Farmer Focus: Inspiration needed to maximise future returns

I write this feeling somewhat footsore and weary having spent three days at the Royal Cornwall Show.

I always feel lucky to be involved in a small way with a show that manages to maintain such a strong agricultural bias at its core.

It‘s good to have so many local and national businesses exhibiting there and to have the opportunity for effective business and technical discussions as well as enjoying the social side.

I hesitated from finalising my crop planning for harvest 2016 until after I had been to Cereals.

With the current combinable crop market outlook being less than rosy it is a question of what best to do in order to maximise potential returns.

See also: Read more from our arable Farmer Focus writers

In some ways I am looking for some inspiration, but in practice I feel that I have little choice other than to stick with the current crop mix and aim for the best technical performance.

I made a number of variety changes last year, having only made limited changes in the previous two or three years, so I was interested to see what the experts made of the choices for drilling this autumn.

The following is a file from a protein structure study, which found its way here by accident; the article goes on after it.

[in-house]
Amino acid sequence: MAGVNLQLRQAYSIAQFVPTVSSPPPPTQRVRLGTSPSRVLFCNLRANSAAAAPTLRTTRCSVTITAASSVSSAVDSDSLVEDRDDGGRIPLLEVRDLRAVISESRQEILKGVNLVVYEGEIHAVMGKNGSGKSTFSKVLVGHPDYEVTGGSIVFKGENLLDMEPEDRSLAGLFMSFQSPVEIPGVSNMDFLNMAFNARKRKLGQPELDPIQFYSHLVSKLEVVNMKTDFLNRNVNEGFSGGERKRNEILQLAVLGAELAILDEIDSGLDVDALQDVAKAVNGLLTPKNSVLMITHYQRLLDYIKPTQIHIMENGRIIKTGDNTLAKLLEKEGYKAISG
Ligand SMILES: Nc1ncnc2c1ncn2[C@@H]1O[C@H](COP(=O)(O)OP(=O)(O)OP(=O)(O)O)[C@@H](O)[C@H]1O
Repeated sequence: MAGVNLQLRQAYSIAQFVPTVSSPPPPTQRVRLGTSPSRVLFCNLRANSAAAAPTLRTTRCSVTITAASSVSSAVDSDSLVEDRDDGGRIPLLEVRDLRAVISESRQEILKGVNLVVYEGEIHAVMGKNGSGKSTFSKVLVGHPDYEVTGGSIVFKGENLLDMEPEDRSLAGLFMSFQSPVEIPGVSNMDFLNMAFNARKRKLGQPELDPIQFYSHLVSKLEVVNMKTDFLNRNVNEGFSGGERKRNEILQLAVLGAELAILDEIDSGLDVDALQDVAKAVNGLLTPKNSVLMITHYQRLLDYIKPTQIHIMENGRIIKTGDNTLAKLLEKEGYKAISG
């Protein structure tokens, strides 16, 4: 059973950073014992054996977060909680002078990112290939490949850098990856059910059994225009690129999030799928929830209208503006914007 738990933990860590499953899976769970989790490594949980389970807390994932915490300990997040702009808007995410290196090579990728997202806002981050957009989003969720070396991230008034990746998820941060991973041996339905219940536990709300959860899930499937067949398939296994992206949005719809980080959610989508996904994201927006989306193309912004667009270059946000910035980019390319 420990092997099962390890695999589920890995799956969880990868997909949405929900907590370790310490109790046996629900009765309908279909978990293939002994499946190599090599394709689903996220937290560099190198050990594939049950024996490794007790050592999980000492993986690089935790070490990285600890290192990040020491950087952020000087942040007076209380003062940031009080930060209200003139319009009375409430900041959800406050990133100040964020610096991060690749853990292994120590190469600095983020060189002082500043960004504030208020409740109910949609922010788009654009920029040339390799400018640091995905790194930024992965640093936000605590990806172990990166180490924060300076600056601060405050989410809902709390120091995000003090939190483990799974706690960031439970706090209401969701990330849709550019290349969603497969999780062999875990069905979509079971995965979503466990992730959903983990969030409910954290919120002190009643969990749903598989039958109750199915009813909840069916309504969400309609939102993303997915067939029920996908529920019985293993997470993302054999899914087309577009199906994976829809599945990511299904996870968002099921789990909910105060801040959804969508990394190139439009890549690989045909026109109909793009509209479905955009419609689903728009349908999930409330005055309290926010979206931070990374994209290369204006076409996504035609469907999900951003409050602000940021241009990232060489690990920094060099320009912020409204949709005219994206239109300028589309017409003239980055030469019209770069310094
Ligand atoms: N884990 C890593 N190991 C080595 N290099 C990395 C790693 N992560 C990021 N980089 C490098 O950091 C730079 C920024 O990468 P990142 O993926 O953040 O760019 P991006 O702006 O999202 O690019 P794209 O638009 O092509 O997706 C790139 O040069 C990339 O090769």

Ultimately, the proof will come at harvest, but I want to have a significant proportion of my new seed sourced prior to that.

Back on the farm it seems quiet, but the start of a large workload is looming so it is important to keep the momentum going.

Daffodil bulb lifting has started. We lift the bulbs and windrow them for a week or two to start the drying process.

The best way of drying the bulbs is a good breeze and sunshine, but we can’t rely on that in Cornwall so an effective alternative is needed.

We manage the process by picking up the windrowed bulbs with a converted potato harvester, run them over a cleaning line to remove stones and clods before boxing them up in tonne bins.

The bins are stacked against a letterbox drying wall where they are blown continuously for around a week at around 3C above the ambient temperature.


Jeremy Oatey manages 1,100ha of arable land near Plymouth in Cornwall and is 2013 Farmers Weekly Arable Farmer of the Year. Cropping includes wheat, barley, OSR, oats, beans, potatoes, onions, swedes and daffodils.

NOVEMBER
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